OBJECTIVES OF THE THESIS<p>Heathlands in The Netherlands are vanishing due to the invasion of trees. The transition from heathland to woodland in Dutch heathlands may either proceed directly or is preceded by the development of an intermediate grass heath. These changes are due to natural succession in the absence of management. In addition to the absence of management atmospheric pollution i.e. increased inputs of nitrogen has accelerated the replacement of heather heath by grass heath.<p>The main hypothesis in this thesis is that the encroachment of grasses in heathlands as well as the response of the vegetation to management and environmental change depend on soil type, climatic conditions, and previous management. This thesis deals in particular with the performance of heather <em>(Calluna vulgaris)</em> and grasses <em>(Molinia caerulea, Deschampsia flexuosa)</em> on dry lowland heath as a function of environmental conditions in a site, with the purpose of matching management options with site conditions (Chapter 1).<p>CHANGES IN DUTCH HEATHLANDS<p>Evidence for replacement of heather by grasses in The Netherlands was obtained from sequential air photographs of heathlands. It is shown that apart from the transition of heathland to woodland, even before atmospheric pollution started in the seventies, heather was already being replaced by grasses in sites where there was no periodic management. However, in most sites the increase of grasses has been accelerated appreciably during the last decade (Chapter 2).<p>RESTORATION OF HEATH<p>The results of long term field experiments (since 1976) show that a heathland taken over by grasses can be restored by turf cutting. Other treatments i.e. burning, ploughing or mowing treatments had no result, or in the case of mowing (including removal of the biomass), the result was short lived (Chapter 3).<p>The good result of turf cutting may be due to physical environmental changes or changes in nutrients. It is shown that the establishment of heather after turf cutting has partly a physical explanation i.e. can be attributed to exposure of the bare soil, which enables heather seeds in the seed bank to germinate, while the shortlived grass seeds are absent (Chapter 4). These results also suggest that direct succession of heath to woodland (without a grassy stage) is due to the absence of grass seeds.<p>SOIL TYPE AND LIFE SPAN OF HEATHER<p>Although the establishment of heather after turf cutting has a physical explanation, the removal of nutrients by turf cutting does increase the life span of <em>Calluna</em> and reduces the competitive ability of the grasses. The effect of turf cutting lasts longer on poor soils. A heathland subjected to turf cutting appears to be more enduring on podzol soils than on more fertile brown podzolic soils, where the lifespan of heather plants is shorter. The advantage of a longer life span of heather is that the formation of suitable gaps for the establishment of grasses or other species is retarded (Chapter 5). Furthermore, in this chapter it is shown that the accelerated encroachment of grasses in heathland due to atmospheric pollution (Chapter 2) is likely to occur only in heathlands on brown podzolic soils. On such soils growth is limited by nitrogen, whereas on podzol soils, where growth is limited by phosphorus, nitrogen does not affect growth (Chapter 5).<p>MANAGEMENT AND LIFE SPAN OF HEATHER<p>The nutrient status of a site depends not only on the soil present, but also on the management, and therefore growth rates and the life span of heather probably also depend on these. An analysis of the effects of burning on nutrient levels reveals that as much nitrogen may be depleted by fire as by turf cutting, particularly if the shorter rotation period of prescribed burning is taken into account (Chapter 6). Thus, it seems likely that the nitrogen-depleting effects of turf cutting and burning are more or less equal on brown podzolic soils, where nitrogen is the growth-limiting factor. Turf cutting, however, depletes phosphorus more effectively than burning and the phosphorus available to plants may even increase after a fire (Chapter 6). This implies that growth rates on podzol soils will be higher on burnt heath than on heath subjected to turf cutting. A comparison of growth of <em>Calluna</em> in Dutch heathlands confirms this (Chapter 7).<p>CLIMATE AND LIFE SPAN OF HEATHER<p>Finally, the effect of climatic conditions on the performance of heather is assessed. It is shown that the climate in The Netherlands - especially in the south of the countries sub- optimal for heather (Chapter 7). Periodic drought and frost frequently damage heather in Dutch heathlands and make it more susceptible to attack and damage from the heather beetle (Chapter 8).<p>THE NEED FOR SITE SPECIFIC MANAGEMENT<p>It is hypothesized that heather plants in The Netherlands have a shorter life span because the climatic conditions are adverse for them. These adverse conditions can, however, be compensated to some extent by low nutrient levels, which induce higher carbohydrate levels in the heather plants. Plants with enhanced carbohydrate contents are less susceptible to plant damage and enable the plant to regrow after dying back. It is concluded that under climatic conditions that are sub-optimal for heather, as occur in The Netherlands (particularly in the South) heather can only for longer periods survive if nutrient levels are low. Turf cutting as practised in The Netherlands in the past was therefore not only an economic necessity, but seems also to be ecologically necessary if Dutch heathlands are to be kept purple (Chapter 8).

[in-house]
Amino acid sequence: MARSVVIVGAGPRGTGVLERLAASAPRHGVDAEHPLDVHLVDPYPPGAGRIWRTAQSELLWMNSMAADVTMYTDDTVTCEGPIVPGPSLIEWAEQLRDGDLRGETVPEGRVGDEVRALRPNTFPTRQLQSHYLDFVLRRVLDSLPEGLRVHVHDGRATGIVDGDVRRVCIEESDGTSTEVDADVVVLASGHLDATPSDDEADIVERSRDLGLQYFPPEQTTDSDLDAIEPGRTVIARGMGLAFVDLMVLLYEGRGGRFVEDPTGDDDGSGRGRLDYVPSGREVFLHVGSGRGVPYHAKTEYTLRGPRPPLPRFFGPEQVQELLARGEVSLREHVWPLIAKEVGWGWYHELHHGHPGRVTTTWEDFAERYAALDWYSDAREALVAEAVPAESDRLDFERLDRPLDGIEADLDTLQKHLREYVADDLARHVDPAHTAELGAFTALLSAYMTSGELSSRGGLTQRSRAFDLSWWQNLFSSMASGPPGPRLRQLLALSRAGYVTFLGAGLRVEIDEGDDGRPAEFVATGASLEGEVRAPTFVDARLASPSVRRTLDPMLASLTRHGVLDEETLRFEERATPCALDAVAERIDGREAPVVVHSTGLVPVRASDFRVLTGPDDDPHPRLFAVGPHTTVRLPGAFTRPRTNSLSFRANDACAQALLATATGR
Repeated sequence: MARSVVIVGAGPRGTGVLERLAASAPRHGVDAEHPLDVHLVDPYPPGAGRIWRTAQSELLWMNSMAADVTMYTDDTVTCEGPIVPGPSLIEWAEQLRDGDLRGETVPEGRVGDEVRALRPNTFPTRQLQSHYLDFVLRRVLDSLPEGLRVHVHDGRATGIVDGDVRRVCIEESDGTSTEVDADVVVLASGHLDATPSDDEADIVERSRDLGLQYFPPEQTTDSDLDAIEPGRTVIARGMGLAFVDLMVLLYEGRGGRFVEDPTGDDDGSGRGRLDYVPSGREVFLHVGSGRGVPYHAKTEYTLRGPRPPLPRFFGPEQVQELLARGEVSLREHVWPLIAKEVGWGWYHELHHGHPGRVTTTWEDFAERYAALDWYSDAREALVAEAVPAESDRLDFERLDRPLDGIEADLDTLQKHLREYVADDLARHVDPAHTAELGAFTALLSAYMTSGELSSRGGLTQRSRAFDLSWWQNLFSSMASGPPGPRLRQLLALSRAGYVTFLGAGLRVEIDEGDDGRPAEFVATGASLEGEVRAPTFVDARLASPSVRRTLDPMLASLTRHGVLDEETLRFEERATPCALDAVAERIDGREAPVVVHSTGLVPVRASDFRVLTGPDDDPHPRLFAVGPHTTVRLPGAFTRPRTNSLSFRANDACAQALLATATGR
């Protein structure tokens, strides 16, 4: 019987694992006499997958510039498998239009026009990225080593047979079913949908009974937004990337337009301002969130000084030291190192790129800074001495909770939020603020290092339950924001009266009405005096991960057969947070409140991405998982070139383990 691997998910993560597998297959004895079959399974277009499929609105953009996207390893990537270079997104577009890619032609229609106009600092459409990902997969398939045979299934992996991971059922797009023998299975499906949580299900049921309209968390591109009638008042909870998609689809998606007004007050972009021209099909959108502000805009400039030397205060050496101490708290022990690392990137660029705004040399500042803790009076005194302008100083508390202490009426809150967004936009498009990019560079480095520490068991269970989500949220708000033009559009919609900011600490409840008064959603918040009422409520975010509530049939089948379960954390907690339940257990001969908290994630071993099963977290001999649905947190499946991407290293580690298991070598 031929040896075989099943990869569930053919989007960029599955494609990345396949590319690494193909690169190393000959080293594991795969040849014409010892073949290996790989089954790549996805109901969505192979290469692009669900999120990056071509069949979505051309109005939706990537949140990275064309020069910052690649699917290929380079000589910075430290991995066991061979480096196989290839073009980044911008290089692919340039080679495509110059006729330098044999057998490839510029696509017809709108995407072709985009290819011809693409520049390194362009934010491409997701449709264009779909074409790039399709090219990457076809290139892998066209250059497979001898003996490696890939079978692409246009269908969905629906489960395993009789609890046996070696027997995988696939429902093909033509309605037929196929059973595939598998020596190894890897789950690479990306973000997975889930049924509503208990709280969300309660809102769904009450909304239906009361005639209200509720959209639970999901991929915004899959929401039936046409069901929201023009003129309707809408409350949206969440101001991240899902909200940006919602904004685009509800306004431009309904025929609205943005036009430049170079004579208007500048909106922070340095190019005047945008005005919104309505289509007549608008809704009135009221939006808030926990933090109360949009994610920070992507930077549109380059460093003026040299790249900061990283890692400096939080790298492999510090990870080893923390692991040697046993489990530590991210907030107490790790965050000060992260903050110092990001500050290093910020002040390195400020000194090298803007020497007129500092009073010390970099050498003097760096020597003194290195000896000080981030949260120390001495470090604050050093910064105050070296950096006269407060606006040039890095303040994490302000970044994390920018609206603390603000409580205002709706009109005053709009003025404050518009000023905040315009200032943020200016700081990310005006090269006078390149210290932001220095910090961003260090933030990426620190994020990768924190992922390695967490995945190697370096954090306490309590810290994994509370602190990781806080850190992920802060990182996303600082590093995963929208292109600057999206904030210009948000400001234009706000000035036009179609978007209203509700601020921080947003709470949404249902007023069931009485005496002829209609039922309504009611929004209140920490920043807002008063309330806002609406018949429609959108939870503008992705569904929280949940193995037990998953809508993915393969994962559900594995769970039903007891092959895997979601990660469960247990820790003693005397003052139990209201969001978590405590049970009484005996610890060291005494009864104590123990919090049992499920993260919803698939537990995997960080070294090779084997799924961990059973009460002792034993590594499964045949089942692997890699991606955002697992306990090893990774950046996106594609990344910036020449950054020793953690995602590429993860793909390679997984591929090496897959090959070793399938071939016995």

Original languageEnglish
QualificationDoctor of Philosophy
Awarding Institution
  • Berendse, Frank, Promotor
Award date3 May 1996
Place of PublicationWageningen
Print ISBNs9789054855224
Publication statusPublished - 1996


  • nature conservation
  • landscape conservation
  • heathlands
  • plant communities
  • plant competition
  • plant ecology
  • netherlands
  • sod cutting
  • nature management
  • natural areas